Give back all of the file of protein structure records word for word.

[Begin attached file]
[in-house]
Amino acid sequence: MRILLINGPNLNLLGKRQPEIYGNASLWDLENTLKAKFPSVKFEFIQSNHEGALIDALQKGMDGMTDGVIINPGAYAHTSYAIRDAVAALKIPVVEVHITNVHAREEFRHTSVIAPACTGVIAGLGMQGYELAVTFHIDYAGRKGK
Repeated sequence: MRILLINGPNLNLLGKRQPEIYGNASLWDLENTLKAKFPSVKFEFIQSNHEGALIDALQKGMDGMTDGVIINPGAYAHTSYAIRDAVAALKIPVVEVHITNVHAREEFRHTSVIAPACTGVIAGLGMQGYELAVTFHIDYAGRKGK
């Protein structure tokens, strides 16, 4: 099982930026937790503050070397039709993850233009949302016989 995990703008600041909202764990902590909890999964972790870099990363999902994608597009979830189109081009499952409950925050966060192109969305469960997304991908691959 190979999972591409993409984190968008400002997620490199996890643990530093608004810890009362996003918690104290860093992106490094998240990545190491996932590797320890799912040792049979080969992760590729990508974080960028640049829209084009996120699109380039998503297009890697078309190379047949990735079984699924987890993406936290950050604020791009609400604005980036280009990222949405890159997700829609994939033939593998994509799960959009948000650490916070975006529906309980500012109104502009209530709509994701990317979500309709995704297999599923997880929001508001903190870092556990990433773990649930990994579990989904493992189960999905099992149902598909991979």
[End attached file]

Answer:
[in-house]
Amino acid sequence: MRILLINGPNLNLLGKRQPEIYGNASLWDLENTLKAKFPSVKFEFIQSNHEGALIDALQKGMDGMTDGVIINPGAYAHTSYAIRDAVAALKIPVVEVHITNVHAREEFRHTSVIAPACTGVIAGLGMQGYELAVTFHIDYAGRKGK
Repeated sequence: MRILLINGPNLNLLGKRQPEIYGNASLWDLENTLKAKFPSVKFEFIQSNHEGALIDALQKGMDGMTDGVIINPGAYAHTSYAIRDAVAALKIPVVEVHITNVHAREEFRHTSVIAPACTGVIAGLGMQGYELAVTFHIDYAGRKGK
């Protein structure tokens, strides 16, 4: 099982930026937790503050070397039709993850233009949302016989 995990703008600041909202764990902590909890999964972790870099990363999902994608597009979830189109081009499952409950925050966060192109969305469960997304991908691959 190979999972591409993409984190968008400002997620490199996890643990530093608004810890009362996003918690104290860093992106490094998240990545190491996932590797320890799912040792049979080969992760590729990508974080960028640049829209084009996120699109380039998503297009890697078309190379047949990735079984699924987890993406936290950050604020791009609400604005980036280009990222949405890159997700829609994939033939593998994509799960959009948000650490916070975006529906309980500012109104502009209530709509994701990317979500309709995704297999599923997880929001508001903190870092556990990433773990649930990994579990989904493992189960999905099992149902598909991979």